6 Ways AR/VR Will Disrupt Manufacturing Industry in Next 5 Years
by Abin Thomas, on Sep 8, 2020 2:07:44 PM
Manufacturing is one of the key fulcrums of the global economy that has been aggressively adapting to Industry 4.0, changing the whole paradigm for entrepreneurs and AR/VR tops the list. According to PwC research, the use of VR/AR in product and service development could deliver a $360 billion GDP boost by 2030.
The modern-day globalized manufacturing ecosystem demands real-time data exchange between the nodes that form a product development lifecycle, for instance, setup planning, design, assembly, production scheduling, machining, etc., along with a hassle-free task collaboration of these nodes. AR/VR in these settings finds the most relevance given the versatility of its stimulative and immersive potential.
In this blog, we will take a deeper look at how this potential is helping the manufacturers gain a competitive edge in amplifying their business value.
Safety of Workers
AR/VR is actively contributing to strengthening the safety of factory workers. A VR simulation of a factory plan in an app can enable workers to identify hazardous situations and hence avoid them in real-time. Moreover, VR apps can be designed to educate workers about safety protocols and offer them real-time visualization to implement the training modules. For example, certain manufacturers are creating avatars or digital versions of the factory workers in order to examine the areas that could cause excessive strain on their employees’ backs during assembly.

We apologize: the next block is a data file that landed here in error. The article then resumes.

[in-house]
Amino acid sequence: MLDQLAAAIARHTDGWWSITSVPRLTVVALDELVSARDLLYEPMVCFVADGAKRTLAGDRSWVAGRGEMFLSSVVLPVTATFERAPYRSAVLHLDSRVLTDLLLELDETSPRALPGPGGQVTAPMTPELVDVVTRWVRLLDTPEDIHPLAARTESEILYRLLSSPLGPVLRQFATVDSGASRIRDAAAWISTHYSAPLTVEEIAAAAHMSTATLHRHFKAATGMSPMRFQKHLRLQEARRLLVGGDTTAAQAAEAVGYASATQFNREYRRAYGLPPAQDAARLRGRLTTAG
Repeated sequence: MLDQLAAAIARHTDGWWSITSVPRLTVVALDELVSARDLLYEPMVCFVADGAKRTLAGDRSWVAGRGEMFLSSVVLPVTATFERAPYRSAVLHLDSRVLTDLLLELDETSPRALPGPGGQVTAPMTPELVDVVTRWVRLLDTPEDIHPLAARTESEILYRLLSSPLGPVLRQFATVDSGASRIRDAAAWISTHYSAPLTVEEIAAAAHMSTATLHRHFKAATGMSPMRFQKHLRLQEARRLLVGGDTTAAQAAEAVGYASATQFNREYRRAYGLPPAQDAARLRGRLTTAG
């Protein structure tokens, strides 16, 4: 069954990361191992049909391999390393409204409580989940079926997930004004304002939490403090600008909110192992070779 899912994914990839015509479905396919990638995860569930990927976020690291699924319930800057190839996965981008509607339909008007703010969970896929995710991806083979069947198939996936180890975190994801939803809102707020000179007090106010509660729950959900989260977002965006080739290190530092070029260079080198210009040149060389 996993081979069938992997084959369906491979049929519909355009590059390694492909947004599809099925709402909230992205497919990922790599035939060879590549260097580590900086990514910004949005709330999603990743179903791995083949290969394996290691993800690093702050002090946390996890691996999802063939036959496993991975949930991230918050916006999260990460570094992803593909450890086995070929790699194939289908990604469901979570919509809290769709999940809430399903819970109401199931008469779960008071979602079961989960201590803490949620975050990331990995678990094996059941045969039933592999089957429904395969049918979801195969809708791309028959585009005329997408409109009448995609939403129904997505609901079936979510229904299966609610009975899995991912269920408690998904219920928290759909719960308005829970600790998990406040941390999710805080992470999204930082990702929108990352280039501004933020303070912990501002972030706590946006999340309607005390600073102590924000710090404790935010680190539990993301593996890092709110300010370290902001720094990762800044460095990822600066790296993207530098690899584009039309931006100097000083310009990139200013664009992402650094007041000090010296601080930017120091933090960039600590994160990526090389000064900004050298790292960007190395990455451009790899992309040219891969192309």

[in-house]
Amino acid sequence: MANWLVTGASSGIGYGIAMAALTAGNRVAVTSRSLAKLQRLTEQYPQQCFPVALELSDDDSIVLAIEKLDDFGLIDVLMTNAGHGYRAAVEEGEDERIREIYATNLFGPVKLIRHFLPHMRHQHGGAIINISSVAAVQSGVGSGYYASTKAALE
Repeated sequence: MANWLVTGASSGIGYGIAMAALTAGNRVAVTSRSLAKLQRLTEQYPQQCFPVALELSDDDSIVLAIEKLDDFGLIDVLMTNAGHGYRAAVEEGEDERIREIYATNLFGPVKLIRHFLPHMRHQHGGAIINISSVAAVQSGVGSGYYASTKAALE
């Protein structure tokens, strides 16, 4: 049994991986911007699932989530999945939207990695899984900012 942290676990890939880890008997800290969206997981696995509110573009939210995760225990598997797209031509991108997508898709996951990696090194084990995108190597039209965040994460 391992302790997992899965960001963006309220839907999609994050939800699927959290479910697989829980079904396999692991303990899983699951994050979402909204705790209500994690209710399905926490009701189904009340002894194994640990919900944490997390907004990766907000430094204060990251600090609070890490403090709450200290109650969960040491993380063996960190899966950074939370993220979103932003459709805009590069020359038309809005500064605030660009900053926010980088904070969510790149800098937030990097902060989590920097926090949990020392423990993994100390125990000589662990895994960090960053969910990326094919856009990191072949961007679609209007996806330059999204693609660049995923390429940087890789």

This also ensures the safety of sensitive and expensive equipment as operators learn to interact with them in virtual conditions. This largely minimizes the rate of accidents, enhances operator training with instant feedback for real-time scenarios.
Attention to detail and efficient production processes are key drivers of success in manufacturing. However, visualizing the entire process of heavy equipment manufacturing becomes crucial, but is elusive for workers, hence delaying the total time of manufacturing by weeks if not months. AR/VR is bridging this gap by offering a visual depiction of the final product outcome before it is actually made. For instance, Ford Motors, the pioneer in using AR/VR technology in manufacturing uses Ford Immersive Vehicle Environment or FIVE virtual reality technology to create detailed virtual representations of under-assembly vehicles. These designs are fed into the virtual car settings, letting engineers see how the interiors of the car would actually turn out.
Quality assurance in manufacturing involves keeping a bird’s eye view of the entire workflow. A VR app can help workers keep track of hundreds of small details that are responsible for the quality of the product. With AR apps, costs of hazard prevention, appraisal, internal or external failure can be minimized considerably, as it would add an extra step of audit that was otherwise impossible for a human worker. Across an organization, AR/VR apps can help send messages and updates on quality assurance to workers with an exact depiction of the problem in real-time. Moreover, virtualizing products prior to a physical prototype creation lets manufacturers share the product with customers in the testing phase, thereby forming a better collaborative relationship.